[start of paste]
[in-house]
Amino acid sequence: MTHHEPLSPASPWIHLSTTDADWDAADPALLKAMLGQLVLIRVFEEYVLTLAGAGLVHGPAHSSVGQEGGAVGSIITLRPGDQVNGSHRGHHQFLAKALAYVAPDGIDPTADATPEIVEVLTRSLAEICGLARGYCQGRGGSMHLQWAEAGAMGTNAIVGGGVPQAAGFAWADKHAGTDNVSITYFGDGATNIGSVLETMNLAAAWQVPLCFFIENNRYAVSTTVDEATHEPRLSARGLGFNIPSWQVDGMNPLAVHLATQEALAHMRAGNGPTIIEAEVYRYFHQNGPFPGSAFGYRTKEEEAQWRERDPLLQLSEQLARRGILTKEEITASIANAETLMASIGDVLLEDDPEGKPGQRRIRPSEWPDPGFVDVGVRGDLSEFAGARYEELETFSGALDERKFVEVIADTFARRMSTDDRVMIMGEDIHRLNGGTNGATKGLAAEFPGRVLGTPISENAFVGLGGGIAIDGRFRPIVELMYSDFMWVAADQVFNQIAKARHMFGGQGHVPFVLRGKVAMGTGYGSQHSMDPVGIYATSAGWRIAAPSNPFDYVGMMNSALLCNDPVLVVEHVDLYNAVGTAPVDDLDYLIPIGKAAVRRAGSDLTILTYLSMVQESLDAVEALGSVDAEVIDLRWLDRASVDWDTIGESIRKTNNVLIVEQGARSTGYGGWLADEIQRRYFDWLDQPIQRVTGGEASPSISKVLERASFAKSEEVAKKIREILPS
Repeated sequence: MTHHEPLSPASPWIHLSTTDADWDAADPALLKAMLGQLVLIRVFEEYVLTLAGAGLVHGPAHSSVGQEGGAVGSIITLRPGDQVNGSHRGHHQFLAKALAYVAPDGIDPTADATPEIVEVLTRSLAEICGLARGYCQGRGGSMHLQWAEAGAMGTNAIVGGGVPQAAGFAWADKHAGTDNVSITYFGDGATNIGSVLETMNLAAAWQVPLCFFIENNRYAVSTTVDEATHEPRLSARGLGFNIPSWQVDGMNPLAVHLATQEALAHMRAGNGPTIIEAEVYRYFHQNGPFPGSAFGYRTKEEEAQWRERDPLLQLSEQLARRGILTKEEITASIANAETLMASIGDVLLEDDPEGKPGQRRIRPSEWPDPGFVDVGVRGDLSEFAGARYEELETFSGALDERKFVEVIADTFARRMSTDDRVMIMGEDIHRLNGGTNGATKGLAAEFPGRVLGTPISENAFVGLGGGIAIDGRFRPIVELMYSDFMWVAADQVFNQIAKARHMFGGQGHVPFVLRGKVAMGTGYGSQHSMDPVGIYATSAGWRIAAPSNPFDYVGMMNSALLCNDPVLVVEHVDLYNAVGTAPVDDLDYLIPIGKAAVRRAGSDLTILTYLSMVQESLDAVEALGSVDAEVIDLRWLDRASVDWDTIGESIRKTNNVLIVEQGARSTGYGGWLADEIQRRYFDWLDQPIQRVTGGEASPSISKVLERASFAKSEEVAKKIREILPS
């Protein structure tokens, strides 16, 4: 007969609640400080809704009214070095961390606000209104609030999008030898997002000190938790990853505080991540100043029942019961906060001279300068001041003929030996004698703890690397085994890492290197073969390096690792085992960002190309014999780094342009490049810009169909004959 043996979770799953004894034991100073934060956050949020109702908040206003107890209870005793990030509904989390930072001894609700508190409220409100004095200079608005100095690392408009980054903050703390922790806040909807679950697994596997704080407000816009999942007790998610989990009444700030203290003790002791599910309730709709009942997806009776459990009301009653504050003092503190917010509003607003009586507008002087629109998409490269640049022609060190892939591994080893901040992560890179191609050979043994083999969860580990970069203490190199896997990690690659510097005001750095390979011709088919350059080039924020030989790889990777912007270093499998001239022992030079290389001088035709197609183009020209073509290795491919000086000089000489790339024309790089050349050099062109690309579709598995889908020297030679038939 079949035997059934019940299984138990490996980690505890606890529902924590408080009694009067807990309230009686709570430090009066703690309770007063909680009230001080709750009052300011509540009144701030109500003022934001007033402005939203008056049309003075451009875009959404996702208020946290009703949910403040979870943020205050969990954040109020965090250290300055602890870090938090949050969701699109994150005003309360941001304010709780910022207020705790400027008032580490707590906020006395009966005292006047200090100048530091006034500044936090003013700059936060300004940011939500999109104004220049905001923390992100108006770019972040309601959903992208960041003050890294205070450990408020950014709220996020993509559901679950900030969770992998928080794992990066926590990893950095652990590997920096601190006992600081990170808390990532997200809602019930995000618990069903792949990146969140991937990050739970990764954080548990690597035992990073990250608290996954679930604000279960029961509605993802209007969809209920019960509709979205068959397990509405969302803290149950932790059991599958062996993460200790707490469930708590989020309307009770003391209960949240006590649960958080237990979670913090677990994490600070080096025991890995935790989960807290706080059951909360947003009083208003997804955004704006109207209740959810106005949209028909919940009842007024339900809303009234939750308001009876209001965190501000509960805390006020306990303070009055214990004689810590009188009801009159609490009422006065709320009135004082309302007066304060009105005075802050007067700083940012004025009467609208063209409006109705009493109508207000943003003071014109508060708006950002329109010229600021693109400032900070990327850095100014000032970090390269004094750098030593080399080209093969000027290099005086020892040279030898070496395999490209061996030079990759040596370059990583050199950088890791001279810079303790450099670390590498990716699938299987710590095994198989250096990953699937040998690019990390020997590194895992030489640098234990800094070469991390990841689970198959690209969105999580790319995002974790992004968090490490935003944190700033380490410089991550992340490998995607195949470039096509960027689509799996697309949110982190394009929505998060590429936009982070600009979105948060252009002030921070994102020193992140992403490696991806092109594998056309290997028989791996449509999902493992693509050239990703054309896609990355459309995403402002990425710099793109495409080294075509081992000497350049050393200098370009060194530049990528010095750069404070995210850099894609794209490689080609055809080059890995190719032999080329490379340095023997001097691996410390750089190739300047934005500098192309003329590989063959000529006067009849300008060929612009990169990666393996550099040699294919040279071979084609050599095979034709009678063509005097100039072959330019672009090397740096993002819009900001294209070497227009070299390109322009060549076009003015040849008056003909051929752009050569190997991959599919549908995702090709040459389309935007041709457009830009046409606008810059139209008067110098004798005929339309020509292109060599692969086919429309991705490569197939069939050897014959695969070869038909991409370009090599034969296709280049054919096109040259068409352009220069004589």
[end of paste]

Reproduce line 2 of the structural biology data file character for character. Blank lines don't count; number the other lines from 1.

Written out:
Amino acid sequence: MTHHEPLSPASPWIHLSTTDADWDAADPALLKAMLGQLVLIRVFEEYVLTLAGAGLVHGPAHSSVGQEGGAVGSIITLRPGDQVNGSHRGHHQFLAKALAYVAPDGIDPTADATPEIVEVLTRSLAEICGLARGYCQGRGGSMHLQWAEAGAMGTNAIVGGGVPQAAGFAWADKHAGTDNVSITYFGDGATNIGSVLETMNLAAAWQVPLCFFIENNRYAVSTTVDEATHEPRLSARGLGFNIPSWQVDGMNPLAVHLATQEALAHMRAGNGPTIIEAEVYRYFHQNGPFPGSAFGYRTKEEEAQWRERDPLLQLSEQLARRGILTKEEITASIANAETLMASIGDVLLEDDPEGKPGQRRIRPSEWPDPGFVDVGVRGDLSEFAGARYEELETFSGALDERKFVEVIADTFARRMSTDDRVMIMGEDIHRLNGGTNGATKGLAAEFPGRVLGTPISENAFVGLGGGIAIDGRFRPIVELMYSDFMWVAADQVFNQIAKARHMFGGQGHVPFVLRGKVAMGTGYGSQHSMDPVGIYATSAGWRIAAPSNPFDYVGMMNSALLCNDPVLVVEHVDLYNAVGTAPVDDLDYLIPIGKAAVRRAGSDLTILTYLSMVQESLDAVEALGSVDAEVIDLRWLDRASVDWDTIGESIRKTNNVLIVEQGARSTGYGGWLADEIQRRYFDWLDQPIQRVTGGEASPSISKVLERASFAKSEEVAKKIREILPS